Reform and revival of the ummat will occur through educational and knowledge reform. Tajdid is a recurring phenomenon in the ummat and is a sign of its health and dynamism. It is a basic characteristic of the ummat that periods of reform/revival alternate with periods of decay and return to jahiliyyat. Tajdid requires knowledge, ideas and action related by the following mathematical equation: tajdid = idea + action. Action without knowledge and guiding ideas will not lead to true change. Ideas without action are not change at all. Tajdid requires and is preceded by a reform in knowledge to provide ideas and motivation on which to build. All successful societal reform starts with change in knowledge. The ideal society cannot be created without a knowledge base. That knowledge base must be correct, relevant, and useful. Successful revival movements throughout Muslim history have always been led by scholars.

4.2 A NEW KNOWLEDGE STRATEGY, nahwa istratijiyyat ma’arifiyyat jadiidat
The Muslim ummat is a potential economic and political bloc whose potential is not yet realized. The contemporary tajdid movement has a lot of strengths but also has basic deficiencies that must be corrected. The knowledge and intellectual crises are still a barrier. Reform movements unguided by correct knowledge and understanding will falter and fail or will be deviated from their paths. Social change requires change in attitudes, values, convictions and behavior of a critical mass of the population. Attitudes, values, convictions, and behaviors are determined by the knowledge base. The vision of the knowledge strategy is an upright balanced person who understands the creator, knows his place, his roles, his rights, and his responsibilities in the cosmic order. The mission of the knowledge strategy is conceptual transformation of the education system from kindergarten to post graduate studies to reflect tauhid, positive moral values, objectivity, universality, and serving the larger causes of humanity.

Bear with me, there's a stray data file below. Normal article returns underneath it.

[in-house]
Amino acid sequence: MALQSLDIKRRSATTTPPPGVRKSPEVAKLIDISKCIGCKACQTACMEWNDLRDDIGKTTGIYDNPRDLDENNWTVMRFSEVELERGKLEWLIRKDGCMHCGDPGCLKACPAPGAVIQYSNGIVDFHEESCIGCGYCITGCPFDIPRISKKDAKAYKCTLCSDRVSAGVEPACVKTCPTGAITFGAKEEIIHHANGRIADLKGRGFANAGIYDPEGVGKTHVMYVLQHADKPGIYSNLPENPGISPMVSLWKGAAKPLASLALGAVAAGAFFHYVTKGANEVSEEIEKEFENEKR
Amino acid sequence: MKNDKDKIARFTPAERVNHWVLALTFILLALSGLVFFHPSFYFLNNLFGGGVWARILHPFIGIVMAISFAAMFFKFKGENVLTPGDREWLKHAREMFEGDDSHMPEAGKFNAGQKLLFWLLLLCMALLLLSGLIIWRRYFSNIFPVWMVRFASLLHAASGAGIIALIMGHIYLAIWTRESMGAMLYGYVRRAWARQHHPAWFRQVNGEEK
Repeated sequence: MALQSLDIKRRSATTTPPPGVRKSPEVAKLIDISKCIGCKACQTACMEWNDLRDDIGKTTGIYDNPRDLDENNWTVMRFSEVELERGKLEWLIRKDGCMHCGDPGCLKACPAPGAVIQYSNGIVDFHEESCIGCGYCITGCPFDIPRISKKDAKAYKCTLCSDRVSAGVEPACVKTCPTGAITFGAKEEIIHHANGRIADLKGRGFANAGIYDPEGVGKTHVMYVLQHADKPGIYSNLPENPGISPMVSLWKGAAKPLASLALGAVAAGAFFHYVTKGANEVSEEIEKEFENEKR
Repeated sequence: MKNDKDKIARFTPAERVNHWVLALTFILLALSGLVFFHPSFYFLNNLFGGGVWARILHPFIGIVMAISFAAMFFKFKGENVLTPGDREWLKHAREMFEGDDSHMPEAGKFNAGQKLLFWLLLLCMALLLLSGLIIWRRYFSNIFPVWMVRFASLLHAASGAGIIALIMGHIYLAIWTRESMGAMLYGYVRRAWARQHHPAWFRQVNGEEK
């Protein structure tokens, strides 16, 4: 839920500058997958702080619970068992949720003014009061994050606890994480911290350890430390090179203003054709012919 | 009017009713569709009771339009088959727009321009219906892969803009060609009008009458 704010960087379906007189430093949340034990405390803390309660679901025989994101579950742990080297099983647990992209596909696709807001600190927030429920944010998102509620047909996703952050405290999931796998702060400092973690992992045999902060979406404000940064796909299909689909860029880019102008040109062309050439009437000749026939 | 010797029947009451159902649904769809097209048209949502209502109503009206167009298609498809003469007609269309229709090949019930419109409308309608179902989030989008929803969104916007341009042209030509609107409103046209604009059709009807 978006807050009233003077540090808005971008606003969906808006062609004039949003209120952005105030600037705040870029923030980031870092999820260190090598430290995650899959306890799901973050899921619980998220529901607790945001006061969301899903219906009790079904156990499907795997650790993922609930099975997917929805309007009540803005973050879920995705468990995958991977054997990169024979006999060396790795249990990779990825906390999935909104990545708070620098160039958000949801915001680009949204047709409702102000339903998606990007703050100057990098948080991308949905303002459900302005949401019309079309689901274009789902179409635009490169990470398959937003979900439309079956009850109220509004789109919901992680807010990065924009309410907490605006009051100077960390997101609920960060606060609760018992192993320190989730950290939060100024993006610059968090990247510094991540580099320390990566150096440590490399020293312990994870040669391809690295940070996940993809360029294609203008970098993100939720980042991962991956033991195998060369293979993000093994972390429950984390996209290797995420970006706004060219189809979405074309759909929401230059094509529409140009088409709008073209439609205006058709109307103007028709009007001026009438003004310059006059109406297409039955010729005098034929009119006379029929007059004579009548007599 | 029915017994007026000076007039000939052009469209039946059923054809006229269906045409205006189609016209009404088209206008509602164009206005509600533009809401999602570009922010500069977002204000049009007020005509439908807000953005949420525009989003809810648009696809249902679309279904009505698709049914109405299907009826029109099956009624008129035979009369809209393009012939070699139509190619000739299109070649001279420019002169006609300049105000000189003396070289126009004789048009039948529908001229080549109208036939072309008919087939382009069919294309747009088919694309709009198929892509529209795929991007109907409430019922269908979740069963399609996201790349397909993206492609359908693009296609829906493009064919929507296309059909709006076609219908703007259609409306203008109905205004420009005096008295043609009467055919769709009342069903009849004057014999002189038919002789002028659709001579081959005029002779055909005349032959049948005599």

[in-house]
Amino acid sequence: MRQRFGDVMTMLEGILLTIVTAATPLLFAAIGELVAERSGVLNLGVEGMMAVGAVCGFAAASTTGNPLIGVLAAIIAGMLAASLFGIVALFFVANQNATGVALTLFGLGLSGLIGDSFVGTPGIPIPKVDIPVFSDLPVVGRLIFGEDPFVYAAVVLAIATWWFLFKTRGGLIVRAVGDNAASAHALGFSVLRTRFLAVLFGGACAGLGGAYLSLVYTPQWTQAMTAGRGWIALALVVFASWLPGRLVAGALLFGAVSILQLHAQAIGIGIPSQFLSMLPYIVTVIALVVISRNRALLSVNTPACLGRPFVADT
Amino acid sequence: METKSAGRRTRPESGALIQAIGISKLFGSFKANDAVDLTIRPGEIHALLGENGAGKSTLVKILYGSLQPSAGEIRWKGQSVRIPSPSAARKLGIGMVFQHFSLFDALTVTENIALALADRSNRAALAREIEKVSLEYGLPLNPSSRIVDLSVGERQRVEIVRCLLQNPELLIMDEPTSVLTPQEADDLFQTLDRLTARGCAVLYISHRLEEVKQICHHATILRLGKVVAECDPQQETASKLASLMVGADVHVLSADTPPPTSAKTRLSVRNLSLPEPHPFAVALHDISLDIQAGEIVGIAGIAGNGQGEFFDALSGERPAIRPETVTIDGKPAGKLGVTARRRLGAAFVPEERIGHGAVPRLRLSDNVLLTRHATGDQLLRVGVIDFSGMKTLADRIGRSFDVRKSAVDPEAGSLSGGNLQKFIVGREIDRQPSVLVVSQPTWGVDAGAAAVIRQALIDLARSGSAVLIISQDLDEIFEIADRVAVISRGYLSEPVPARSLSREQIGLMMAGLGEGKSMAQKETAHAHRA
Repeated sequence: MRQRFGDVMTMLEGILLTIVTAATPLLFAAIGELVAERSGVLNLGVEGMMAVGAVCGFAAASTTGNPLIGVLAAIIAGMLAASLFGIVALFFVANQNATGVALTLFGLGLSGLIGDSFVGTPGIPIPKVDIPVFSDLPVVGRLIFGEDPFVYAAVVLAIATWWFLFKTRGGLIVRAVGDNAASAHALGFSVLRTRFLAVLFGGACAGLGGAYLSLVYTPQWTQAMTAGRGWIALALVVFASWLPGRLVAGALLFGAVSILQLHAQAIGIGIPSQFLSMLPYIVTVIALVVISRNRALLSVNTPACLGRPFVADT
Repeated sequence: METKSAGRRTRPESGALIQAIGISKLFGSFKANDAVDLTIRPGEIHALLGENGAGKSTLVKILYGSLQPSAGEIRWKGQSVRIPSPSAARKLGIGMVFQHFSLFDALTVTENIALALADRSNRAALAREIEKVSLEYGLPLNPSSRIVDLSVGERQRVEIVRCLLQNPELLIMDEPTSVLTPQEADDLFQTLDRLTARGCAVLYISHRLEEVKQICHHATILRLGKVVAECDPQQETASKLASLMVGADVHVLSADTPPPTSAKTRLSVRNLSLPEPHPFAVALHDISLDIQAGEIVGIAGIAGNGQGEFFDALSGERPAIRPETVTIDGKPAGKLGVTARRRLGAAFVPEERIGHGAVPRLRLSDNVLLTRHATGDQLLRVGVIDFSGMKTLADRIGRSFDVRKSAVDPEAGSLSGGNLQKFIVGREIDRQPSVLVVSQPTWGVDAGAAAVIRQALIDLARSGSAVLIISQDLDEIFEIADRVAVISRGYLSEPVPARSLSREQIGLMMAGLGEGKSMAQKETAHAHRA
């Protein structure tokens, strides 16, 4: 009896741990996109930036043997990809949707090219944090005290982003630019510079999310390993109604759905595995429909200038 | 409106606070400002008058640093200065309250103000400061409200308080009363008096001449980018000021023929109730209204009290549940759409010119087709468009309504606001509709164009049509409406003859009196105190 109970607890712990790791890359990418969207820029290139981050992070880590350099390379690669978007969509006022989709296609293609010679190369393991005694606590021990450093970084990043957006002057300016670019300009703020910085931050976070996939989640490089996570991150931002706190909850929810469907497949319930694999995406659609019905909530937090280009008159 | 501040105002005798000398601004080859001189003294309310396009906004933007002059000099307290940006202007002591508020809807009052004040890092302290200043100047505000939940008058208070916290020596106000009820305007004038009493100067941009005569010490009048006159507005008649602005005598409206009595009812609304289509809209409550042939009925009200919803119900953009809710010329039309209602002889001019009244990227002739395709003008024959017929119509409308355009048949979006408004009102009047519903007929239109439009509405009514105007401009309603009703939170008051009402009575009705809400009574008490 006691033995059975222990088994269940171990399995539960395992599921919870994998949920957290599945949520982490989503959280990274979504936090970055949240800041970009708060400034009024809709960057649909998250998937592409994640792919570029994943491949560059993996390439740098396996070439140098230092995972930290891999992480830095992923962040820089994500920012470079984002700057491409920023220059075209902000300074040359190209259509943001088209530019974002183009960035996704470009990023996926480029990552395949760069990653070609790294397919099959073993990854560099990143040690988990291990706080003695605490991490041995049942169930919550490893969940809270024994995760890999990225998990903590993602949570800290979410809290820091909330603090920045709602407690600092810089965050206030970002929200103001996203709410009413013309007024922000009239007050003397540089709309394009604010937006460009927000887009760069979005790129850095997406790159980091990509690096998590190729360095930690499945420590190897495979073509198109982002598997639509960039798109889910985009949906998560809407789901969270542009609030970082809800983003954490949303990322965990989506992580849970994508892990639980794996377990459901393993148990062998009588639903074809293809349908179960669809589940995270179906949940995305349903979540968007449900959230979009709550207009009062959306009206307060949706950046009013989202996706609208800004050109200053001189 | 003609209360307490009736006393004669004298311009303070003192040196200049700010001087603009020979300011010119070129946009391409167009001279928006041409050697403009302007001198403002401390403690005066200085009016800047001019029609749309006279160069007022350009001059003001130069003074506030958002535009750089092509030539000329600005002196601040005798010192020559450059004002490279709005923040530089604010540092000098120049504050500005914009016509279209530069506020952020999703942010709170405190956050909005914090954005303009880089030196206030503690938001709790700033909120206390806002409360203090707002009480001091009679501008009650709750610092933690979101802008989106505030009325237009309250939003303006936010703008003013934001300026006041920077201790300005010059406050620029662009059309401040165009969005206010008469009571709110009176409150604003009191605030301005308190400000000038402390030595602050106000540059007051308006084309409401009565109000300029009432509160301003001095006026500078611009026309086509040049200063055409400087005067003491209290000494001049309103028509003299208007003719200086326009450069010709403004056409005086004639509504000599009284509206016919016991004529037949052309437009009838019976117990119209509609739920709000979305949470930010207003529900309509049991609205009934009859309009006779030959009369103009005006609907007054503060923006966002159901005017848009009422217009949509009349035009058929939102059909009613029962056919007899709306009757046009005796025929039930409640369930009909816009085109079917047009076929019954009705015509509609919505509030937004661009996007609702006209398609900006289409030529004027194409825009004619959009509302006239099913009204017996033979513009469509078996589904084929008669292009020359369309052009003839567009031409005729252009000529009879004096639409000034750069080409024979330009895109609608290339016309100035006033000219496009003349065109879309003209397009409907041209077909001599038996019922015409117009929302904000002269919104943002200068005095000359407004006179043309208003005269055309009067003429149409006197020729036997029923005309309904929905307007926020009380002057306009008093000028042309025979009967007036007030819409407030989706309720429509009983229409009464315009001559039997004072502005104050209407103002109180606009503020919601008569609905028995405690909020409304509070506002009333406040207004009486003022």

4.3 TOWARDS AN ISLAMIC METHODOLOGY, nahwa manhajiyyat ‘ilmiyyat islamiyyat
A tauhidi universal, objective and unbiased methodology must replace the Euro-centric and philosophically biased context and not the practical experimental methods. The precepts of tauhidi science are: unity of knowledge, comprehensiveness; causality is the basis for human action, human knowledge is limited, investigation of causal relations is based on constant and fixed natural laws, harmony between the seen and the unseen, 3 sources of knowledge (wahy, aql & empirical observation); khilafat; moral accountability; creation and existence have a purpose, truth is both absolute and relative, human free will is the basis of accountability, and tawakkul.

5.0 DEVELOPMENT OF A SCIENTIFIC CULTURE, nahwa thaqafat ‘ilmiyyat

The Qur’an is the basis for developing a vigorous and dynamic scientific culture in the ummat. Basic concepts are the Qur’an, intellect, knowledge, fiqh, thinking, innovation and creativity. The Qur’an is not a textbook of science. It however contains many verses that train the mind to observe, analyze, think and act in a scientific manner. The Qur’anic stories have lessons, many scientific, for those who understand. Intellect is correlated with signs and with knowledge. Failure to use the intellect and blind following are condemned. Knowledge is supreme. It removes blind following. Human knowledge is limited. Knowledge is acquired by study. Humans were ordained to read. Knowledge by itself is not useful unless it is associated with work. The Qur’an has used the term fiqh to refer to understanding which is deeper than knowing. The Qur’an puts emphasis on thinking. Thinking is based on empirical observation. The Qur’an emphasizes freedom of thought in the form of freedom of belief. Innovations in religion are prohibited but creativity is encouraged.